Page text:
#4 our house is 900 sq, downsizing to around 400-500 wouldnt be that big of a deal we are use to living small and have already started the down sizing process to be ready when this day comes.



we have also talked about investing in solar, this is one of the reasons we are looking for hard tops, if not I am sure I can weld a frame up.



we are looking at a 20k boat to keep things cheap, i low ball the sh*t out of people and buy things cheap always have and always will if you would like to spend 50k on a boat that has nice carpet when I can buy the same exact thing that needs a little TLC then be my guess. The reason I am able to make this jump is because I am frugal and spend my money wisely. I/we are not your average young adults,



thanks for the input/thought
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Old 07-23-2020, 08:55 PM   #10
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Wifey B:



While I admire a dreamer, there must be some realism too. You talk about y ou and your family. Can you please elaborate as to family?

You mention an income plan but you seem astonished by $3000 for the charter and you want to spend less than $20k for a boat for a family to live on and to cruise on.

I don't understand how you intend to pull this off but I would not live with 4 people, two of them kids on a $20k boat. What about school? And making a living? You can't weld remotely.

Then, do you have any idea the cost of dockage in FL or in the Bahamas? The cost for boat repairs in either?

I don't think you've researched this of filled in all the blanks and I feel like by encouraging you, I'd be really leading you down a dangerous path.

Are you related to Galaxy Girl?

I am a dreamer 100%, you should start



no kids one small dog,

currently have about 3 years of income in the bank for a rainy day, we have rentals/investment properties and acquire more very year. This is all back up money. I am a full time futures trader and run all my business online. I do not need to be in an office/drive to a 9-5 everyday. I do not go to school all done with that.. waste of money.. one of the reason why I quit and learned a trade. Welding is simply a fall back if I ever lose it all.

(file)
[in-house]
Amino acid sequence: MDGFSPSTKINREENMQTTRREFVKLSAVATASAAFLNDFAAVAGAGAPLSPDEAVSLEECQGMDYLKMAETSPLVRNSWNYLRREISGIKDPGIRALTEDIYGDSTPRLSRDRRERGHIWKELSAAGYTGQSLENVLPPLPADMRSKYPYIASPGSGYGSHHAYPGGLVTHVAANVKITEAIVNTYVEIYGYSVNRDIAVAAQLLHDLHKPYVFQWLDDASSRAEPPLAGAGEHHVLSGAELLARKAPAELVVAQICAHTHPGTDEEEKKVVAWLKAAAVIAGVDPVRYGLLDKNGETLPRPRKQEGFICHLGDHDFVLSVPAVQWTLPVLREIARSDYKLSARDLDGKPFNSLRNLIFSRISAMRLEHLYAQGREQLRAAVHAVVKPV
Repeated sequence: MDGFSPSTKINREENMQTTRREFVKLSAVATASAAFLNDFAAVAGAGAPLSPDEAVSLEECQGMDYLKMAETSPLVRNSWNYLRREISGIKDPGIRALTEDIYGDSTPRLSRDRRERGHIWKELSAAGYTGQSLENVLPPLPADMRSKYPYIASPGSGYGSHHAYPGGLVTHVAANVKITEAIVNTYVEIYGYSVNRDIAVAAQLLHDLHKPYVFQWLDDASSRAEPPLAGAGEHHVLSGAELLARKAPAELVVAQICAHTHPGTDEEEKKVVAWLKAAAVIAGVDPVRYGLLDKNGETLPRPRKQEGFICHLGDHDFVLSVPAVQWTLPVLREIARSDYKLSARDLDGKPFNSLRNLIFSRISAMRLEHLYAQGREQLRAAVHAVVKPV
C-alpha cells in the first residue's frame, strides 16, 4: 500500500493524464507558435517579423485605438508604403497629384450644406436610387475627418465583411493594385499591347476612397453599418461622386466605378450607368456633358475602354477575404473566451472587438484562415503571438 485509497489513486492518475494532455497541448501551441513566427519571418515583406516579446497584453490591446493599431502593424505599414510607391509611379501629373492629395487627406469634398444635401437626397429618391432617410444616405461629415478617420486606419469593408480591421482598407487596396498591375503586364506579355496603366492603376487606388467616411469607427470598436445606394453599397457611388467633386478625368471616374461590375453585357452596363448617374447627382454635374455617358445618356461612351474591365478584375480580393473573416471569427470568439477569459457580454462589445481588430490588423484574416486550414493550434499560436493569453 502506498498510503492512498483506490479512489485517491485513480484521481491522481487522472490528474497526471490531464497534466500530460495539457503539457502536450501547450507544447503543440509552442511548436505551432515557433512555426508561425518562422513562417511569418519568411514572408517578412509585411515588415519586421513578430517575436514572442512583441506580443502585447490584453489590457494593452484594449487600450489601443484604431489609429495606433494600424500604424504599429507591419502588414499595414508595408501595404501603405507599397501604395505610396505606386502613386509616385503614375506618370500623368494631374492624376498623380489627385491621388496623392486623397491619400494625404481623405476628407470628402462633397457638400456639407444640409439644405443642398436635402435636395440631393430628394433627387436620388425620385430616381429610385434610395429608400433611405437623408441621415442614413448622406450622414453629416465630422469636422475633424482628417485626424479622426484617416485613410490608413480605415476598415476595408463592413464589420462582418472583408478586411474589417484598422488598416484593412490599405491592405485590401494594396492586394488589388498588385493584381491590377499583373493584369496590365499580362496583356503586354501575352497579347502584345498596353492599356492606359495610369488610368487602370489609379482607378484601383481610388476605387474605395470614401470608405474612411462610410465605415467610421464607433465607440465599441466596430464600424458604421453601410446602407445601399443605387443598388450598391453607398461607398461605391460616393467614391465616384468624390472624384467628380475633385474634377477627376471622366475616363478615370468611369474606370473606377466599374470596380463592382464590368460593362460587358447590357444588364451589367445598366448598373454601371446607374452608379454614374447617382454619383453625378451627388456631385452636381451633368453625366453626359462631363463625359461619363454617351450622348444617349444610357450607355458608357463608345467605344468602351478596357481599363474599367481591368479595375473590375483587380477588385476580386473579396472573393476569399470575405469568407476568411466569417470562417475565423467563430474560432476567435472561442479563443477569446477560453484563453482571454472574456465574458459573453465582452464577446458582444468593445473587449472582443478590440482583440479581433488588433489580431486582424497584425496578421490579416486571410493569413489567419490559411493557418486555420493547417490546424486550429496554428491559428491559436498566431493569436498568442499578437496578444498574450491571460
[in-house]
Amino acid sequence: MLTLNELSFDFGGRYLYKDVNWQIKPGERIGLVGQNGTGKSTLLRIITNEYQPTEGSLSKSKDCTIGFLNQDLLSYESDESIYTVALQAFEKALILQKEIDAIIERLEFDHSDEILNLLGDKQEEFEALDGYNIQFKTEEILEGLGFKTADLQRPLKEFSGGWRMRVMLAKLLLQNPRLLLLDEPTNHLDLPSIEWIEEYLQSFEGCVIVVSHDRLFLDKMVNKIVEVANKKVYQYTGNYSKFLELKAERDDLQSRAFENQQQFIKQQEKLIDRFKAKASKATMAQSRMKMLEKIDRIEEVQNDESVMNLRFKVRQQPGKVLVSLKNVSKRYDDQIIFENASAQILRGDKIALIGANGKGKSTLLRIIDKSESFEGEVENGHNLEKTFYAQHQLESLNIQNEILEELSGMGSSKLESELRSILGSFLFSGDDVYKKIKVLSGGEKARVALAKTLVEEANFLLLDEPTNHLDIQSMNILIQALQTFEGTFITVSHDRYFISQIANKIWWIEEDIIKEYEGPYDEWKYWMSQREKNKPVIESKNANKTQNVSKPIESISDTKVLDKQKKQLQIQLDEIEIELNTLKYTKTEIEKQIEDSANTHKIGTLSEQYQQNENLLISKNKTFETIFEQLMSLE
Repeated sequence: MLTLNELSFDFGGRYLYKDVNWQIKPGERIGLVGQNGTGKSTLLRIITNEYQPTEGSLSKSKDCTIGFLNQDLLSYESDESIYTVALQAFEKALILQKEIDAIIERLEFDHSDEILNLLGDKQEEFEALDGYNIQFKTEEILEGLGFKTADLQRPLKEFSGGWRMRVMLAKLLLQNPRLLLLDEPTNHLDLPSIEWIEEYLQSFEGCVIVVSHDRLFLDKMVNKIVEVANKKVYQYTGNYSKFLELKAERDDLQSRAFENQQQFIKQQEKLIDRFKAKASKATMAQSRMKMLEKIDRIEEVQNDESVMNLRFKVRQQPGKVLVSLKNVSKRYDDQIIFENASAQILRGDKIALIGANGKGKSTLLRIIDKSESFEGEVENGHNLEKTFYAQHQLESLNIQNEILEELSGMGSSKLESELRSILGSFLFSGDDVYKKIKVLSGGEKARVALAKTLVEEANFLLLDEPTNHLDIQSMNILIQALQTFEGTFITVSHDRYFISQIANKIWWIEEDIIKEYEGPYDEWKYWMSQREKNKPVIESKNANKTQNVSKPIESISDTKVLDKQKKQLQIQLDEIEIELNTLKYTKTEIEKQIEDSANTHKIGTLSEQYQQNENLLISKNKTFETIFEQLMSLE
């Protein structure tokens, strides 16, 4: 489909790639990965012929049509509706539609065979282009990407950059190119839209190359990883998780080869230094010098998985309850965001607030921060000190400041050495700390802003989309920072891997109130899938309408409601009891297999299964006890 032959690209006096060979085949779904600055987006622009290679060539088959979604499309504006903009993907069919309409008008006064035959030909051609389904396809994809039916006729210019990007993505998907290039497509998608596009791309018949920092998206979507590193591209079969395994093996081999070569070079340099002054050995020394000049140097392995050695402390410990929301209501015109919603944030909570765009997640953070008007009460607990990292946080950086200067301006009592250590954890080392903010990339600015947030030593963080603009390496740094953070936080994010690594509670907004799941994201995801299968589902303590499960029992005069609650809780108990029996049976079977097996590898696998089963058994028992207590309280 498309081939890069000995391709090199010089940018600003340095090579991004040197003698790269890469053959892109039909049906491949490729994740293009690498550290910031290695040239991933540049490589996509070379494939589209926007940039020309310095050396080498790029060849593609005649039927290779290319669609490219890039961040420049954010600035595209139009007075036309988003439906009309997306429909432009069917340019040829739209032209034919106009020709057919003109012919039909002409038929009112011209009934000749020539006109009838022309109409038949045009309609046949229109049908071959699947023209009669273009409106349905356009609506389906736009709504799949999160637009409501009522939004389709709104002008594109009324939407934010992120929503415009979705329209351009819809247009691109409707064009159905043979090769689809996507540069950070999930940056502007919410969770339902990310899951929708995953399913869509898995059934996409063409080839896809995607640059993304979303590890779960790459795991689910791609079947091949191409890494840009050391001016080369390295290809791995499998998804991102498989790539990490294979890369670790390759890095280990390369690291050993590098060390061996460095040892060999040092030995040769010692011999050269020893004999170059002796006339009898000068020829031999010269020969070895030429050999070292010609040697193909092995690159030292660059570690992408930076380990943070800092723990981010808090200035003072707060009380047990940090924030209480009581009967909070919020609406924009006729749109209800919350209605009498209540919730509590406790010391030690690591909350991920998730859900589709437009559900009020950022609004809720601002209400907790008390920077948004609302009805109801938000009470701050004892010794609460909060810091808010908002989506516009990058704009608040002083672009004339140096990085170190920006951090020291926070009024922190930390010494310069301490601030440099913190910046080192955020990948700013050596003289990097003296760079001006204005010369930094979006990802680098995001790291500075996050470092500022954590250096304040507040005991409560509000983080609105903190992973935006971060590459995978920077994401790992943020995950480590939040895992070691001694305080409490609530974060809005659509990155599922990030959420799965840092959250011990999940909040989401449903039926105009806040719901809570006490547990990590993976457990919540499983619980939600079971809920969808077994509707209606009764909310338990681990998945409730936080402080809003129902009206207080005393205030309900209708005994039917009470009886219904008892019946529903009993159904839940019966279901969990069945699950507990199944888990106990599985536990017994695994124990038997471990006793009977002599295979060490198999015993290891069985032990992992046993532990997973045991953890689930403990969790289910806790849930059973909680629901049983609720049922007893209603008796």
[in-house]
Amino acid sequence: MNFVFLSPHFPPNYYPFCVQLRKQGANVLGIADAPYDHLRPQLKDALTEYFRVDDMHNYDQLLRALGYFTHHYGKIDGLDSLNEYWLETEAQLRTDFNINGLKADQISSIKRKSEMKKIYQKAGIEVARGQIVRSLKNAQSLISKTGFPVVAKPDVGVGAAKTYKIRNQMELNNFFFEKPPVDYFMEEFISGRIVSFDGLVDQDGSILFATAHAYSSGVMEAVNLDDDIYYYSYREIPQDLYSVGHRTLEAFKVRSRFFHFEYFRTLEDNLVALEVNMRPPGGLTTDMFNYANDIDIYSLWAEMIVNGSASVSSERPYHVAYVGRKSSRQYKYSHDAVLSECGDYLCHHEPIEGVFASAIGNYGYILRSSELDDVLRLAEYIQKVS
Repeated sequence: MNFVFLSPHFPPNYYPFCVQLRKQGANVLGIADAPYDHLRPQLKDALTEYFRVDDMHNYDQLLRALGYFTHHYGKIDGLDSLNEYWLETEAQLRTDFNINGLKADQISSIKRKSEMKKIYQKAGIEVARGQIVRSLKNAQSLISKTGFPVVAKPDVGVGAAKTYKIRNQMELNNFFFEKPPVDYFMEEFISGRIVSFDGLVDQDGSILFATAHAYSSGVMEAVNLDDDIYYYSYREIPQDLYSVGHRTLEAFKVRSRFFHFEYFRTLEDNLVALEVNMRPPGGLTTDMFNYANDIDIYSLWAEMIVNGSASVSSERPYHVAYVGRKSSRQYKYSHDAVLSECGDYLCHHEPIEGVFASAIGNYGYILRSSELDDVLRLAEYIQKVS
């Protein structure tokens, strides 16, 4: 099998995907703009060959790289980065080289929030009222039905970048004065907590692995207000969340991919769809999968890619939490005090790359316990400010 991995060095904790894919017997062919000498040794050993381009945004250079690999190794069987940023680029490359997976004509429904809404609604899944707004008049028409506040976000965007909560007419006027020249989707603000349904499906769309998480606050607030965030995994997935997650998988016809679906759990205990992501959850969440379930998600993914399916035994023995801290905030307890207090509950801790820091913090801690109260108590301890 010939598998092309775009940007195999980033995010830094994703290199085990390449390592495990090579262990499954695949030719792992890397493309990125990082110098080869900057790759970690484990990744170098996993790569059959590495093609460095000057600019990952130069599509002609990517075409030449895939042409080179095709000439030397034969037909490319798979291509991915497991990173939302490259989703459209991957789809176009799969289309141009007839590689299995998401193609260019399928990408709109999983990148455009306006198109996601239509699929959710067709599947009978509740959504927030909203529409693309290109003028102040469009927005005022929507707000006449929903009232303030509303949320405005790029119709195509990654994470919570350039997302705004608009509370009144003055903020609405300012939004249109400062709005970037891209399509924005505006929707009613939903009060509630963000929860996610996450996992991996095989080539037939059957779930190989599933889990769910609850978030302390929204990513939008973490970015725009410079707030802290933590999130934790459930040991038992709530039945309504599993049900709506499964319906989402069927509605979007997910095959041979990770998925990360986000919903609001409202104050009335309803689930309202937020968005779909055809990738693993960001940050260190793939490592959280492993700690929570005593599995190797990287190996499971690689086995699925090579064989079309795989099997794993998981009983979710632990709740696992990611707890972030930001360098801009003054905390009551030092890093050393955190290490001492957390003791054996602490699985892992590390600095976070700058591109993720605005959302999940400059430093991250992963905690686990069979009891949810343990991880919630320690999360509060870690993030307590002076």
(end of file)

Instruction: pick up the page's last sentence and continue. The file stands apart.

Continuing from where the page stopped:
We have looked at dockage in FL and the goal would be to be off the dock as much as possible but there will obviously been time spent on a dock and it seems this is about 900-1300 a month from the areas ive looked.



repairs will obviously be a constant issue and that's one of the reasons for the rainy day fund. Like I said in my first post I am trying to learn all I can and am a little more handy then your average young adult.. do i know it all ? HELL NO but I am learning as I go.. personally that is my favorite way to learn. when your F*ck up costs you money you usually end up learning from that lesson and don't repeat it again lol.. I know from experience haha.



as regards to the $3000 look above this, why blow money when I could spend it on something else?



Thanks, let me know if you would like to start dangerously encouraging me



who the hell is galaxy girl? x lover you could never hold down?



remember if your gonna dish it out you have to be able to take it when its thrown back.. no hard feelings
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Old 07-23-2020, 08:55 PM   #11
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we are looking at a 20k boat to keep things cheap, i low ball the sh*t out of people and buy things cheap always have and always will if you would like to spend 50k on a boat that has nice carpet when I can buy the same exact thing that needs a little TLC then be my guess. The reason I am able to make this jump is because I am frugal and spend my money wisely. I/we are not your average young adults,


thanks for the input/thought
Wifey B: No you most certainly aren't. Fortunately, although a lot of people accuse young people of thinking they know it all, there are only a small percentage of you who do. Best of luck to you.
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Old 07-23-2020, 09:11 PM   #12
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Wifey B: No you most certainly aren't. Fortunately, although a lot of people accuse young people of thinking they know it all, there are only a small percentage of you who do. Best of luck to you.